I scoured the area for other cubs, but it’s probable that they will all be spread out by now. Foxes don’t keep all their eggs in one basket, and as soon as the cubs are old enough to be moved, they are dropped off in different locations all across their parents’ territory. I may have found one, but there are sure to be others. Now that I’ve got a four legged accomplice, however, the task of fox control seems a great deal more achievable.
Despite having been lent a cracking “covina” fully automatic incubator, it looks like I’m set for another partridge disaster. I was sent two dozen eggs through the post on Tuesday and it was obvious that they had been very badly packaged. If you held the polystyrene packaging upside down, you could hear the eggs plopping out of their polystyrene slots. Several were cracked and there was yolk all over the inside of the top tier of eggs. I contacted the breeder and he sent another dozen eggs free of charge, but it looks like I’ve blown a large part of my budget for the year on eggs which won’t hatch.
I candled them today and found no signs of life in any of the eggs. One or two might be worth carrying on with, but having spent almost £30 on eggs which are now doomed to do little more than make a smell, I’m a bit peeved. I suppose it’s all part of the experience of buying eggs online, and while I must say that it’s been surprising just how difficult it is to get hold of grey partridge eggs, it’s part of the reason why I wanted to keep my own breeding stock so that I won’t have this problem next year. I know that it’s a long shot, but if anyone reads this and might know where I can get hold of grey partridge as d/o or poult, I’d be very pleased to hear from them.
It could be that I’ll get a good hatch from the replacement eggs (which were very well packed), but that still leaves me with, at best, around a dozen chicks. I had planned to get around thirty partridges this year, but I suppose I had planned for all sorts which never came off. I suppose there is still the master plan to get hold of black grouse poults this autumn, so that’s some salve to the problem.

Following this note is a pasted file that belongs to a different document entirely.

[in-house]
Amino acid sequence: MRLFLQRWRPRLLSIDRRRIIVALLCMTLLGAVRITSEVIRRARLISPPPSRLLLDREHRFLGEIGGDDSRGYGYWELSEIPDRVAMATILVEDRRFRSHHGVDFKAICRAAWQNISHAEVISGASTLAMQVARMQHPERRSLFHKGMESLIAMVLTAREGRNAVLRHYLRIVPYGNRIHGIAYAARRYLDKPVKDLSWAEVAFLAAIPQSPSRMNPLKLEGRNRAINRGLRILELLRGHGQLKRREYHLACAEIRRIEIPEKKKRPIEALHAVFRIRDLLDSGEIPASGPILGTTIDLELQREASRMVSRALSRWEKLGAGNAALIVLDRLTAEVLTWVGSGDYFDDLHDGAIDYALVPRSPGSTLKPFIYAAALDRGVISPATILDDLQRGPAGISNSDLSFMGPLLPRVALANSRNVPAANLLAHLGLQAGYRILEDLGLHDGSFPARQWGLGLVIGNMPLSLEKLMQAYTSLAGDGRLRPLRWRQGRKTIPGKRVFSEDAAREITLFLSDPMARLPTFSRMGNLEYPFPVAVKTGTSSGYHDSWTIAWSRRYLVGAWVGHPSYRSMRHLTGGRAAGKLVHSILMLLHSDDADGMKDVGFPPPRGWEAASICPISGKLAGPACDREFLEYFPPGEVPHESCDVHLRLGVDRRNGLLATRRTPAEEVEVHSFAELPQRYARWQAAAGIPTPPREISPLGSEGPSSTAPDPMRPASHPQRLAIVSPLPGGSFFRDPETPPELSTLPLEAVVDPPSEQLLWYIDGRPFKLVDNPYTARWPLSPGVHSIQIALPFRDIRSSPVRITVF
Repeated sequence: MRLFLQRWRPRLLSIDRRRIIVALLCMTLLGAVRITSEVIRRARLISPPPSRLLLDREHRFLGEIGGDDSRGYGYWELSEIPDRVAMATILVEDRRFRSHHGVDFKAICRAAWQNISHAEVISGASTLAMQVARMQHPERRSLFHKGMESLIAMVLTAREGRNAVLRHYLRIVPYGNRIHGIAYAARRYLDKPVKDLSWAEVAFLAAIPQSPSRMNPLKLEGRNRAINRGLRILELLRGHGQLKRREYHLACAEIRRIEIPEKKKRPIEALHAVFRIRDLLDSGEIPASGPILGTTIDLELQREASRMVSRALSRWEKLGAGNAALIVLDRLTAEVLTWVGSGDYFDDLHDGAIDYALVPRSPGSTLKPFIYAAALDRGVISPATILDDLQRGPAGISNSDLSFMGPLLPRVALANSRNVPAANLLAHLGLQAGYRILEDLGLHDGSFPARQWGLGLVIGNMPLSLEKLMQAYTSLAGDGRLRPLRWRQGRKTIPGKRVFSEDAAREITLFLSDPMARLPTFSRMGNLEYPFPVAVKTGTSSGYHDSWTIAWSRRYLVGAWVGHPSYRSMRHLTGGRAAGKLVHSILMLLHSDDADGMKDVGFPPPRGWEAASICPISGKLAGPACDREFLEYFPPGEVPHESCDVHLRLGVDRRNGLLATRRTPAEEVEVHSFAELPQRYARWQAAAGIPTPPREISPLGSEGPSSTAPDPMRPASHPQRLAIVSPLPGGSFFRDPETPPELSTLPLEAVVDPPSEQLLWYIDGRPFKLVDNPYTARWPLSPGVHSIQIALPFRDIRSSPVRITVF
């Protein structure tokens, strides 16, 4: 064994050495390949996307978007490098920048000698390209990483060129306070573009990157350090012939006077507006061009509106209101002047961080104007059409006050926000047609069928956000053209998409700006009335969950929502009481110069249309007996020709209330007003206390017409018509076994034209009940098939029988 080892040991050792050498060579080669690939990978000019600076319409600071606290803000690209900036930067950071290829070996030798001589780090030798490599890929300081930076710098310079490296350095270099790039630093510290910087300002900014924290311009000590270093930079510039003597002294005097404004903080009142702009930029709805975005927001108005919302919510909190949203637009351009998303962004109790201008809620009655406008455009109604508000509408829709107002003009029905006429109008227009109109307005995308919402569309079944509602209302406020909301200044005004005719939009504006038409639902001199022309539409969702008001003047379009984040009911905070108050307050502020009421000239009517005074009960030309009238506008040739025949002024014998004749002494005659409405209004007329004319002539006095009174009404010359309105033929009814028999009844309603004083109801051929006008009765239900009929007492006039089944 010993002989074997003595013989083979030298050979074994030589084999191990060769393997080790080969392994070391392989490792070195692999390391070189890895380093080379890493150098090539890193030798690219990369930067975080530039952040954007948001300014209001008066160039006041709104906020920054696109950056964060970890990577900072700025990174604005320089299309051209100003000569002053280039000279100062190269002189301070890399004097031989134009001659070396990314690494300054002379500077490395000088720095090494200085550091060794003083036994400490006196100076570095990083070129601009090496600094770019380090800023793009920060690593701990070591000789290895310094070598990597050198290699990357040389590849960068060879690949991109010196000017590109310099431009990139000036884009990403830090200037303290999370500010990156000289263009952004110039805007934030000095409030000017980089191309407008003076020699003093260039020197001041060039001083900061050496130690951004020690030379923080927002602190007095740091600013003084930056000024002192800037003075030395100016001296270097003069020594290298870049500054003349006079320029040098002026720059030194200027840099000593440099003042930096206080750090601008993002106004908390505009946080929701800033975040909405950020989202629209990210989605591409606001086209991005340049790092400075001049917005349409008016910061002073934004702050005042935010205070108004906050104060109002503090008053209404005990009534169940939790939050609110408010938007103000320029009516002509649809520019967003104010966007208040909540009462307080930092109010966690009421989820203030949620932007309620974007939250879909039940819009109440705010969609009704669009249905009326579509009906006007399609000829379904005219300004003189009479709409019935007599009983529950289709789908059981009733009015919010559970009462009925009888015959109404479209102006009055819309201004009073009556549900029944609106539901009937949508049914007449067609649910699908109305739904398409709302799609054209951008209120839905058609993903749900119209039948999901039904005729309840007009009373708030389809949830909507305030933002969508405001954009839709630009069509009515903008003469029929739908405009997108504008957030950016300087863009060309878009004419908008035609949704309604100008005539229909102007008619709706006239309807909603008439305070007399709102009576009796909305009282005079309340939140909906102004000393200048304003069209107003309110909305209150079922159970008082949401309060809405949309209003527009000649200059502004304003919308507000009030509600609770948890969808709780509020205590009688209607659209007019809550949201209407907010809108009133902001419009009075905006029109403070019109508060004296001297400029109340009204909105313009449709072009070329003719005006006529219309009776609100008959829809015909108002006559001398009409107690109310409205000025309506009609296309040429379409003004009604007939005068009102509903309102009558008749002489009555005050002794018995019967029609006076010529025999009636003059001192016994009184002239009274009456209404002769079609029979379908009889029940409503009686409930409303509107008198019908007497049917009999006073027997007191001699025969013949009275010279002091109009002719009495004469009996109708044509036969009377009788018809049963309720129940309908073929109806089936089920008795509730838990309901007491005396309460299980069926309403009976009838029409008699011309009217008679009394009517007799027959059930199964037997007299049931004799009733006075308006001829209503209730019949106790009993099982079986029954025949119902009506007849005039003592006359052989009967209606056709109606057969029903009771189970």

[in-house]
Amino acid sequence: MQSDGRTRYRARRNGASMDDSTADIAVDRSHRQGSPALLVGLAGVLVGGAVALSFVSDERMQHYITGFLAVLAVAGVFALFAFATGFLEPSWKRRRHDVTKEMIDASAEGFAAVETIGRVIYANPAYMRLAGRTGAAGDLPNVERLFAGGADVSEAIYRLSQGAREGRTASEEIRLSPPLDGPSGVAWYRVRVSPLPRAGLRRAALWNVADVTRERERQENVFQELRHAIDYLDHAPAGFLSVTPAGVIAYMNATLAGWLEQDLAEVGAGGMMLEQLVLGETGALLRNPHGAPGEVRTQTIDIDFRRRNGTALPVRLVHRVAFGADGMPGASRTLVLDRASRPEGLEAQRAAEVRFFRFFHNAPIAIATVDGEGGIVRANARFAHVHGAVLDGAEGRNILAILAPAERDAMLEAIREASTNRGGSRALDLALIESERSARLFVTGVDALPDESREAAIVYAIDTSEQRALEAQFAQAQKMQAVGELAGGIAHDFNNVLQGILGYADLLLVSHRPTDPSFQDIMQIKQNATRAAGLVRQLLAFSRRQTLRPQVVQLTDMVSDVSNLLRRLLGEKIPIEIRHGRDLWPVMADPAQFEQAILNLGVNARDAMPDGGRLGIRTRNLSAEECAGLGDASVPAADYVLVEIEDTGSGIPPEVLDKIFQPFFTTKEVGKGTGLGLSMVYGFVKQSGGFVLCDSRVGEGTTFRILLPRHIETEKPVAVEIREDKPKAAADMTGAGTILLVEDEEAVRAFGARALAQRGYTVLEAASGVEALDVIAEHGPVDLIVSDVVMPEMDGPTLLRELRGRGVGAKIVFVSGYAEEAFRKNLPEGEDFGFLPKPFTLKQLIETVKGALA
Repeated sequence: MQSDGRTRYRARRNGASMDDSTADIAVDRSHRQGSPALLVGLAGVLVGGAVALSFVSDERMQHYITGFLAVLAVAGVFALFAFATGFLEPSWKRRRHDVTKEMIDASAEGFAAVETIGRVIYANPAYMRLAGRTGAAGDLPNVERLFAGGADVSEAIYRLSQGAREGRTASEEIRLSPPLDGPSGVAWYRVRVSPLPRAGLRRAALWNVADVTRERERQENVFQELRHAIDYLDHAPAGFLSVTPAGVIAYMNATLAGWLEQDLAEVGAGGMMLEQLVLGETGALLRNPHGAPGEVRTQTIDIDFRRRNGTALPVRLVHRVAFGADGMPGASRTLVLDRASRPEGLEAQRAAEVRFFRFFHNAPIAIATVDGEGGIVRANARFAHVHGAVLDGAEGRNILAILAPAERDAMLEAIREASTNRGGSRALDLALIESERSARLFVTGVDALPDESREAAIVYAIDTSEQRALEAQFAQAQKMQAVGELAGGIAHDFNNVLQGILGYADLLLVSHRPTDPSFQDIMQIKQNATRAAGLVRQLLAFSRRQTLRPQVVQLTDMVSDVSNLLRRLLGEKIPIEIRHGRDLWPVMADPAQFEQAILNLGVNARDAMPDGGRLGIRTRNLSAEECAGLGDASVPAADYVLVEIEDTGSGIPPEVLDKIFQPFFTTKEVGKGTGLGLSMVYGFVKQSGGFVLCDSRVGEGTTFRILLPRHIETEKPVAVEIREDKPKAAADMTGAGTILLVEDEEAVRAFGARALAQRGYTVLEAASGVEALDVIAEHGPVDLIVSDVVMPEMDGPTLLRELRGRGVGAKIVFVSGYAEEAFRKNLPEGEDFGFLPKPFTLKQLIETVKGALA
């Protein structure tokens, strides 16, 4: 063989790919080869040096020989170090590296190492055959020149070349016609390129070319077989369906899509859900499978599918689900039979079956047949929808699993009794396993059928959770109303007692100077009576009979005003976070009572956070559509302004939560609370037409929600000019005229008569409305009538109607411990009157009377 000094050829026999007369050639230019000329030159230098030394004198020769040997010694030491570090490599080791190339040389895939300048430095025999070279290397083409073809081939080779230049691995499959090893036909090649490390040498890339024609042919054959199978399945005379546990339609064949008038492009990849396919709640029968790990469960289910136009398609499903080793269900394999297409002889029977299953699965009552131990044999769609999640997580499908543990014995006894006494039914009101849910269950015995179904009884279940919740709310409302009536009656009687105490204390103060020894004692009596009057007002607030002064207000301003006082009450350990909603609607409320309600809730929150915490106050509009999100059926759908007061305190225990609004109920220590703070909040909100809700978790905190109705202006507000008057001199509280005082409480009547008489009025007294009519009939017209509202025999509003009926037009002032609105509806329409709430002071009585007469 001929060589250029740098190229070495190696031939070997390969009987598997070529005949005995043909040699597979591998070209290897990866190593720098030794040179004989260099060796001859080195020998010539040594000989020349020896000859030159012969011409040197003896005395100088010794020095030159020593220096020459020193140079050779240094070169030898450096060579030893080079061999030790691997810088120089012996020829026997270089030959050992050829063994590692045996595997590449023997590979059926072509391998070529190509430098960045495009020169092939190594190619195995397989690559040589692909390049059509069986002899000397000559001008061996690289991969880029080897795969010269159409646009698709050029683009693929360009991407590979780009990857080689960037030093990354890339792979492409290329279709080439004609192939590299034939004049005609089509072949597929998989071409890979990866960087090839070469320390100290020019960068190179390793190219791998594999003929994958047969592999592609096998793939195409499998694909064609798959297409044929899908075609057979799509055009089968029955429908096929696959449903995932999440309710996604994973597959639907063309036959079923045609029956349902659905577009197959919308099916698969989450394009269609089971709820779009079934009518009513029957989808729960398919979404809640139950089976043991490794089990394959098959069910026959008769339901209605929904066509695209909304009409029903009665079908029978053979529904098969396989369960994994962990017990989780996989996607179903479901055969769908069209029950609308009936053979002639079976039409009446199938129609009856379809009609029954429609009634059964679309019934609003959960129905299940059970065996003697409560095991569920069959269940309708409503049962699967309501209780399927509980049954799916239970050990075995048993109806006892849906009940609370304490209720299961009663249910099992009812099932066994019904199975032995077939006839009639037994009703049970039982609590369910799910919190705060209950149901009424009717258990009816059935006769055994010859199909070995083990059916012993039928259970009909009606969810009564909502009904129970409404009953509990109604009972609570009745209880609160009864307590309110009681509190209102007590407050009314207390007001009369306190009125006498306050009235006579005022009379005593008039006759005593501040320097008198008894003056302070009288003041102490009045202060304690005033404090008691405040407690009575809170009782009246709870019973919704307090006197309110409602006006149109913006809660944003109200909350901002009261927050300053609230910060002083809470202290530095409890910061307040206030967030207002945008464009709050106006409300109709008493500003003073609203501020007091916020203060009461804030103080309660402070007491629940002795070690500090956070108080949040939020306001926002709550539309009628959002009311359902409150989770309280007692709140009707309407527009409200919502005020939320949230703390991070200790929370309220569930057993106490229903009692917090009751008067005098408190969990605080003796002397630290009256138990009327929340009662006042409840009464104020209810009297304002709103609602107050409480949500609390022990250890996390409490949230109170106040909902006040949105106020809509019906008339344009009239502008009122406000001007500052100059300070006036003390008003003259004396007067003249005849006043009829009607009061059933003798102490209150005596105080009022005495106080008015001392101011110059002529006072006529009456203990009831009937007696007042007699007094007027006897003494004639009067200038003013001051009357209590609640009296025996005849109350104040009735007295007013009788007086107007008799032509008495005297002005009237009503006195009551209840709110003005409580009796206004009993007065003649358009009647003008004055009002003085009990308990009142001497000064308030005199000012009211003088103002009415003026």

In the meantime, as if to rub salt into the wound, I found these two sandpiper chicks in the garden this evening. The sandpipers don’t need an incubator with all the bells and whistles to get their chicks up, and while I wish them well, I envy them horribly.
All the warmth of May has totally vanished. When I was getting my broodies out this morning for their daily wander across the garden, I was struggling to keep my hat on as the wind rushed up the valley and drove rain down the back of my neck. I stood for a while with a cup of coffee beneath the dripping leaves of a sycamore tree as I waited for them to emerge, but they clearly had more sense than to leave the comfort of their coops.
The burns around the house have risen in height by more than three feet over last night, and I’m worried that one of my lowest rail traps up on the hill might have been washed away. I’ll go round them this afternoon and check, but my main concern is what effect this rain might be having on any game bird chicks. Despite what the Shooting Times said in last week’s edition, red grouse certainly don’t hatch out in the middle of June, and any chicks hatching now will certainly not be ready for the 12th. Having seen a red grouse chick which could already fly (to some extent) on Thursday, I know that red grouse are probably through the worst of their vulnerable period by now, but black grouse will still be very weak and downy if last year’s hatch dates are anything to go by.
I suppose all this rain is good for the game crop, which has dramatically sprung into life over the past few days. The field now has an encouraging sheen of green when you look at it from certain angles, and although most of that is grass coming up from seed, there’s no way that those little needles of grass will ever smother the rapidly expanding kale, turnip and radish plants.
There’s nothing else for me to do but make sure the partridge chicks are alright, then go to the second hand book shop in Carlisle and see if there’s anything interesting lurking around.